Greek mass movement rises up against the State
Greek socialist Panos Garganas speaks about the demonstrations shaking Greece
The furious response to the police killing of a 15 year old boy in Athens last Saturday has seen mass protests, strikes and student walkouts rock Greece's right wing government.
Police shot Alexandros Grigoropoulos in the Exarchia area of the capital city on Saturday evening.
The killing has provoked rage among workers and students already angry at the government's neoliberal economic policies.
Immediate protests broke out as news spread. The police attacked the demonstrators and people smashed up the centre of the city.
While much of the international media has focussed on the riots, they have virtually ignored the mass movement sweeping Greece's streets and workplaces. This has successfully targeted anger against the government.
Large demonstrations took place across the country on Sunday calling for the resignation of the interior minister and punishment for the police involved.
There was a mass walkout by school students in around 100 areas on Monday morning. They then protested outside local police stations.
The atmosphere was very similar to that of March 2003 when tens of thousands of young people spontaneously walked out of schools to demonstrate against war in Iraq.
The anger has spread throughout the population. Over 40,000 people joined a demonstration in Athens this Monday evening against the killing – called by the anti-capitalist left.
There was a separate demonstration by the Greek Communist Party nearby, but there were so many people that the two protests merged into one.
The government has a clear strategy – to use the police to break up demonstrations, leaving people to riot. It is shutting down colleges and schools in an attempt to stop people coming together to organise.
The police attacked Monday night's demonstration with teargas, and smoke and percussion grenades, forcing people to disperse.
Large groups of young people then engaged in a running battle with the authorities. There were other protests across the country on Monday that followed this formula.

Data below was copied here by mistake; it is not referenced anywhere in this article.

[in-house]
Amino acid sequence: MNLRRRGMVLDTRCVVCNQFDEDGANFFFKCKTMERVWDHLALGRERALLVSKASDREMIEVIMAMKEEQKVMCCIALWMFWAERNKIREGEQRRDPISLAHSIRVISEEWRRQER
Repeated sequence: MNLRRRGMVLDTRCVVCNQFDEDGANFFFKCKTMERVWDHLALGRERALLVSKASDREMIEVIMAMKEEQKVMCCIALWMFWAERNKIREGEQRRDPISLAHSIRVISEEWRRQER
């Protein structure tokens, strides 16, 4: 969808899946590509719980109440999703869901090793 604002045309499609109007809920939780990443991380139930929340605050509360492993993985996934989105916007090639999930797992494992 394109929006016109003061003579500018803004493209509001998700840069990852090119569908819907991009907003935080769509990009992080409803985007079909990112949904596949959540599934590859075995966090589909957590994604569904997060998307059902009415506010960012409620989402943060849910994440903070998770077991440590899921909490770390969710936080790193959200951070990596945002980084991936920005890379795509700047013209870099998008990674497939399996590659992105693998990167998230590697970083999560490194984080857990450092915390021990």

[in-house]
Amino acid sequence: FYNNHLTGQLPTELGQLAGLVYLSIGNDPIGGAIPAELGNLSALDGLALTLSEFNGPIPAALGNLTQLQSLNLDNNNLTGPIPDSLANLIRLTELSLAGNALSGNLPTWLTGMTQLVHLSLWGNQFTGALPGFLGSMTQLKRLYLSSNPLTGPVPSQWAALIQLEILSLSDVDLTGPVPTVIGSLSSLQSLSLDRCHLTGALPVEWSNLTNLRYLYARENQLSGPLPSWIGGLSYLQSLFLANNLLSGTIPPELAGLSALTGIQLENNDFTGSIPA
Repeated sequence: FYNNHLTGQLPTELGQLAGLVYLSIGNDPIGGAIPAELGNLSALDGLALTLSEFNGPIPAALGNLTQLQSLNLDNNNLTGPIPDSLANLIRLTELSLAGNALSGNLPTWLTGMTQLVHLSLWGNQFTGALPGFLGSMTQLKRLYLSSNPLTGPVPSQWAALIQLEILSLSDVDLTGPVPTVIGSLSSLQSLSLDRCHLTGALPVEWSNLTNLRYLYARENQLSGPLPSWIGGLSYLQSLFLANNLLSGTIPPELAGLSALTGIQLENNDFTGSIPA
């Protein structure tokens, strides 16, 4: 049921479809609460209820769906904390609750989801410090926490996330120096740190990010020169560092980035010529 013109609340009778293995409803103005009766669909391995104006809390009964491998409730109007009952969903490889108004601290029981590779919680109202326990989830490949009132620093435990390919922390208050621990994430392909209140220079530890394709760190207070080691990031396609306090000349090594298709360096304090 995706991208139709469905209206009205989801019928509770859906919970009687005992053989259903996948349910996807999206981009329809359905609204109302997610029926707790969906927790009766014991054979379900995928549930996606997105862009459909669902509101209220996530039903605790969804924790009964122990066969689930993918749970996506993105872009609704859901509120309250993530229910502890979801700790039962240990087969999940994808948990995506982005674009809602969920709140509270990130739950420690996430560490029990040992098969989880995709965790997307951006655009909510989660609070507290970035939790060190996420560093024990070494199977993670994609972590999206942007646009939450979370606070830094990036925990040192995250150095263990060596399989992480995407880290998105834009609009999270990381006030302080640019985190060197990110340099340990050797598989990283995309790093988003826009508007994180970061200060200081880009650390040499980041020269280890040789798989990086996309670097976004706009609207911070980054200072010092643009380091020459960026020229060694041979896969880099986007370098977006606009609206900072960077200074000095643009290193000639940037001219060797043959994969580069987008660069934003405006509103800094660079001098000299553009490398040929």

The government is hoping that public opinion will harden against the rioters and the situation will calm down. But workers and students have taken the lead in turning up the heat on the government.
There were stoppages in local authorities on Monday as workers attended mass meetings, which voted for resolutions supporting the young people against the police.
The teachers' unions in primary and high schools struck on Tuesday of this week, the day of Alexandros's funeral, so that students could attend the funeral. The lecturers' union called a three-day strike from Monday of this week.
University students have been at the forefront of the struggle against the government's plans to privatise higher education.
There was a three-day occupation of the colleges last week – a continuation of the movement that rocked Greece 18 months ago.
The unions have also called a general strike for Wednesday of this week against the government's budget, which will give 28 billion euros to the bankers.
This is a very explosive mix for the unpopular government. It has been rocked by a series of scandals – two ministers were forced to resign earlier this year over their roles in land deals between the state and a wealthy monastery.
A year ago the government called a snap election as it faced a wave of student occupations against its education plans. It won a small majority and thought this would get it out of its mess.
But now the government is in even worse trouble than before. The police officers responsible for Alexandros's killing have been arrested and the government has said that they will be punished. But their first response was an attempt to cover up the killing.
The police claimed they had been attacked and then fired a warning shot that ricocheted, hitting Alexandros. But there were too many witnesses who have said it was a direct shot. The government had to move against the police in an attempt to calm the anger.
The mood is such that even shopowners who have had their windows smashed made sympathetic comments, such as, "It is no time to talk of compensation as a young boy has just died."
Things are collapsing at the top of society, while people on the ground are in a fighting mood.
Greek government tries to push through cuts
The Greek government is attempting to push through a series of austerity measures in response to the growing crisis.
It is making cutbacks to public services, and introducing pension reform and privatisation. Workers' anger over rising job losses and high inflation has led to this week's general strike.
The Greek TUC is under pressure to produce action against closures and privatisation. The country's parliament is voting on a budget which will give billions of euros to the bankers, in the week before Christmas.
The unions are calling for strikes and demonstrations – and the wave of protests will continue until Christmas and probably into the new year.
Greece has a long history of distrust of the state. A US backed military junta ruled the country between 1967-74. The 1973 student revolt soon turned into a general uprising against the regime – leading to its collapse.
Since 2004 there have seen a wave of struggles against Kostas Karamanlis's right wing government. These have included demonstrations by short-term contract workers for permanent jobs. These, and the last week's events, have weakened the government.
Panos Garganas is the editor of Workers Solidarity, Socialist Worker's sister paper in Greece